Letter to the Editor
I write to take issue with some of the assertions made in your Jan. 8 editorial,
vendors accountable," which concludes that the "blacklist" rule published
by the Clinton administration late in December 2000 will improve the credibility
of the procurement process.
Your editorial which astutely warns of the potential for contracting
officers to abuse their newfound powers nonetheless includes several questionable
statements. For starters, I dispute the contention that these regulations
will bring "fairness" to government contracting. I don't think they will but I do fear the changes will have a disastrous impact on small businesses,
colleges and universities that contract with the government and, indeed,
will mark a severe step backward in the area of procurement reform.
Second, your piece rhetorically asks, "Who wants their tax money going
to a company that shows disregard for federal laws?" The answer, of course,
is nobody. No one disputes that the federal government should do business
only with ethical companies that adhere to federal laws. But let's be clear:
Existing acquisition rules already provide a strong remedy of debarment
for errant contractors and the administration has not made the case that
these changes are needed. In that sense, this is a solution to a nonexistent
An amendment I introduced with Rep. Jim Moran (D-Va.) which easily
passed the House of Representatives before being stripped in a conference
committee simply would have delayed implementation of the new rules until
the General Accounting Office could examine whether they're needed. Such
data has never been produced.
Third, your editorial asserts that "If properly administered, the rule
will bring fairness and integrity to government contracting." The first
three words are key, as I am not at all optimistic that these regulations
will or can be administered in an unbiased, fair and informed way. The changes
make it easier for contracting officers to deny federal contracts to businesses
by altering the criteria used to determine whether a potential contractor
is responsible. The new rule, in a nutshell, gives contracting officers
much greater authority to disqualify a contractor from doing business with
the federal government.
How? Current law states that contractors must have a satisfactory record
of integrity and business ethics and the ability to perform the contract.
The changes would have allowed a contracting officer to require a contractor
to show "satisfactory compliance" with federal laws including tax, labor,
employment, environmental and consumer protection laws. The regulations
would effectively blacklist companies from eligibility if they do not follow
arbitrary standards defined as "satisfactory compliance" with federal laws.
Inevitably, "satisfactory compliance" will be determined subjectively, unfairly
politicizing the contracting process.
Finally, your editorial claims that "For federal vendors that run clean
operations...the revised rule should not be a concern." I could not disagree
more strongly. Even some of the administration's top procurement officials
have questioned the wisdom of the changes. Among others, the General Services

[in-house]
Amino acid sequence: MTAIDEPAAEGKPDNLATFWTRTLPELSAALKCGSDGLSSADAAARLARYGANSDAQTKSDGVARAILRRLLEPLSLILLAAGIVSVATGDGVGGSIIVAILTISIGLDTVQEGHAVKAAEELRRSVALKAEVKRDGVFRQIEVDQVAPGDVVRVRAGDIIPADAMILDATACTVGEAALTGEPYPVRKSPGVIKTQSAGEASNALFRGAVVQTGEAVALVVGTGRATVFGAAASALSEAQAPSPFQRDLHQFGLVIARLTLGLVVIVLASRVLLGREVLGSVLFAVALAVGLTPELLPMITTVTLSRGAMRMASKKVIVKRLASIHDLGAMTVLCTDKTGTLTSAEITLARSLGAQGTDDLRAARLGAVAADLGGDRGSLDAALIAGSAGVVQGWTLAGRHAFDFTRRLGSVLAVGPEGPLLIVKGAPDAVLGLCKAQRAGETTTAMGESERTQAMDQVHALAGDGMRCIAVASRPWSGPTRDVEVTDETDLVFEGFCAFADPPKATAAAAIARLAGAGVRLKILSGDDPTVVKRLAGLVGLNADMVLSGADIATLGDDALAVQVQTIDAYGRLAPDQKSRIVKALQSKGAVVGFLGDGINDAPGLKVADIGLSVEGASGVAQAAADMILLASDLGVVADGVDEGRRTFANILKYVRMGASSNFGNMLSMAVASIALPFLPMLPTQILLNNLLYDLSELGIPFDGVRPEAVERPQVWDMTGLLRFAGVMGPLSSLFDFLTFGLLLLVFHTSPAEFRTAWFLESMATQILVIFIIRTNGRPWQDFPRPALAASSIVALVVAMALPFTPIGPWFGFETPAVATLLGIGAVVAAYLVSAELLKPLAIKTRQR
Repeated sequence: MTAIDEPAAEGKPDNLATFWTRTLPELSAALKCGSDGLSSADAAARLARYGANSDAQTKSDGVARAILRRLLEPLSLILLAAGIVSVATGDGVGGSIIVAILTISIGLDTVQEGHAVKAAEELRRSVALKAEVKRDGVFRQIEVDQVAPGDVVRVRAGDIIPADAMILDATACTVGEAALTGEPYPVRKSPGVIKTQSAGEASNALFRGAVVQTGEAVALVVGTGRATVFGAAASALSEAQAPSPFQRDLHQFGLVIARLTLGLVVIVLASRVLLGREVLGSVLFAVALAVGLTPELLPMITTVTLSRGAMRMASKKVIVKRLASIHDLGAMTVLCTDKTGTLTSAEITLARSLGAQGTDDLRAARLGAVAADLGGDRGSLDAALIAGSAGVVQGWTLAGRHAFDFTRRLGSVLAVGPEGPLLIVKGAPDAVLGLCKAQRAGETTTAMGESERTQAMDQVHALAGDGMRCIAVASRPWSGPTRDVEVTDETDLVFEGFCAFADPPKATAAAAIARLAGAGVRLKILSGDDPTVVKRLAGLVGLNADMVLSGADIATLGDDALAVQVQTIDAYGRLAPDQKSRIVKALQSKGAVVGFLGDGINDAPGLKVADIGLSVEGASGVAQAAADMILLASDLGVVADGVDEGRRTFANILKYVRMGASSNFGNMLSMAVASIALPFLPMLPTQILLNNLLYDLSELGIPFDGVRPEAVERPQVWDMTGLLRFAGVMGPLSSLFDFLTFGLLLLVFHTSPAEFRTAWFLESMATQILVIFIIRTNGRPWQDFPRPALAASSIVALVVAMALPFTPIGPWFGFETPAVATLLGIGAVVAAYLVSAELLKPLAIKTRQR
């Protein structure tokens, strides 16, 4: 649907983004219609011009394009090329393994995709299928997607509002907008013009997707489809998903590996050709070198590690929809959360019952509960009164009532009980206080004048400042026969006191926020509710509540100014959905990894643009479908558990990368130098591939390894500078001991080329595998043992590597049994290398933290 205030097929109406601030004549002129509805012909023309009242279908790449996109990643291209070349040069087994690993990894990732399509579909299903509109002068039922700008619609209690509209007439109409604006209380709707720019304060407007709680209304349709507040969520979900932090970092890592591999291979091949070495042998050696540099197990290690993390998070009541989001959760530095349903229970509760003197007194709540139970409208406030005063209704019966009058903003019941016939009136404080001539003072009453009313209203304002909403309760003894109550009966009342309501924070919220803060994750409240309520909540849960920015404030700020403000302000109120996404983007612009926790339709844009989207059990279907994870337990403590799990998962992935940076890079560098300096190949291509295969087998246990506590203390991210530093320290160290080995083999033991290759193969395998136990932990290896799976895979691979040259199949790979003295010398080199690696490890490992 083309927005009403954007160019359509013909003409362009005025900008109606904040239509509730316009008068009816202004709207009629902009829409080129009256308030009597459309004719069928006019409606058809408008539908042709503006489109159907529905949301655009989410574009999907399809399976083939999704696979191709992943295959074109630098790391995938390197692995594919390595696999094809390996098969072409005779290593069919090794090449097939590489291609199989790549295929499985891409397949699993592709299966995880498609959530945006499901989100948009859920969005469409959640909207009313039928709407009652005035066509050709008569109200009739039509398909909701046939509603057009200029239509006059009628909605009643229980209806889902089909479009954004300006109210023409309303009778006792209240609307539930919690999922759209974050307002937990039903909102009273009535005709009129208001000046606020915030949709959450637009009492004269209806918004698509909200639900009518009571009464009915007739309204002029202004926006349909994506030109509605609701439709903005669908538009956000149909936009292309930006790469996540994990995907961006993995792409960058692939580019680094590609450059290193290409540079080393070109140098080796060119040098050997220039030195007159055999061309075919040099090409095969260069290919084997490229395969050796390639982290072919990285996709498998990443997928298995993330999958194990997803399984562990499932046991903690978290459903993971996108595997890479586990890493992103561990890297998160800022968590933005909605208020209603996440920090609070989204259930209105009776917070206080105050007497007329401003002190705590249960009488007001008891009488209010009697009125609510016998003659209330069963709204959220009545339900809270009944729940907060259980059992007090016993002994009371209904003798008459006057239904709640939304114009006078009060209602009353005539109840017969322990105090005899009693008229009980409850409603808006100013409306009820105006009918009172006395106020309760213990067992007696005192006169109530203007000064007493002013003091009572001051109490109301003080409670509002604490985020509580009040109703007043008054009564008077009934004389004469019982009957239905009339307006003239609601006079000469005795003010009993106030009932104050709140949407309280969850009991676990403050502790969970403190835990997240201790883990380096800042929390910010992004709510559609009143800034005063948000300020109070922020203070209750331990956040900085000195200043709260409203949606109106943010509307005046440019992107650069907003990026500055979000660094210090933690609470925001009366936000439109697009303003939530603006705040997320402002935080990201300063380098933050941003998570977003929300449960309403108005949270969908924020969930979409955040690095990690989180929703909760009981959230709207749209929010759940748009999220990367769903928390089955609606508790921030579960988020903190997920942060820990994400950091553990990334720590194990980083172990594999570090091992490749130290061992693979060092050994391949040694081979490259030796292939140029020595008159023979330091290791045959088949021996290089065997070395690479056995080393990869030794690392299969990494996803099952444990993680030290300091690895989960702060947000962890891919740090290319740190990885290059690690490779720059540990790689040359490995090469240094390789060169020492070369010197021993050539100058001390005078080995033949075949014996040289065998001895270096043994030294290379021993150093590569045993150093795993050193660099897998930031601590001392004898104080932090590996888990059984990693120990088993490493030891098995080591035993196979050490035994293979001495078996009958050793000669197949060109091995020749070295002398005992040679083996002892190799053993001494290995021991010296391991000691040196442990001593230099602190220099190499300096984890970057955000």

Administration has said it will find implementation of the rule "extremely
difficult," citing "inconsistent application of the language in the rule"
and "additional time and effort expended on the acquisition process." GSA
concluded that the "proposed rule appears punitive, rather than designed
to protect the government."
Would-be vendors, in fact, have great cause to worry about the new regulations.
First, "non-responsibility" is too easily triggered. For example, an initial
finding from an administrative law judge or a mere complaint from a federal
agency could constitute the "credible information" cited in the new regulation.
The new regulations also present due process concerns. Firms could be
denied the chance to compete for a contract based on a decision by an administrative
law judge, without a hearing.
And the administration's proposal also invites mischief and abuse by
third parties seeking a business advantage. Allegations could be made frivolously
to place a competitor at a disadvantage.
I can't put it any better than the plaintiffs did in the first lawsuit
filed against the government after the regulations were released. They said
the administration "has acted arbitrarily by failing to articulate any rational
basis or need for this significant change in the responsibility standards;
ignoring the concerns raised by the government's own procurement professionals
that the government lacks the expertise and resources needed to implement
the rule; failing to demonstrate that any benefits of this change offset
its enormous costs; and irrationally removing the requirement of a nexus
between responsibility and a contractor's ability to perform a particular
In other words, this is a bad rule. Period.
Why else would the administration publish the controversial regulation
during its waning days, making them go into effect on Jan. 18, 2001 two
days before president-elect Bush takes office? The administration's strategy
was clear: Publish these wrongheaded rules before Bush takes office and
at a time of year when Congress will not be able to intervene.
This was midnight-hour, back-room policy-making at its worst. The vote
in the House last year made it clear that a majority of my colleagues understand
that the changes impose vague new standards for contracting officers and
do not provide them with guidance in making "responsibility" determinations.
They see that this rule could substantially raise the bar over which small
businesses will have to hurdle in order to get federal contracts.
Rep. Tom Davis (R-Va.)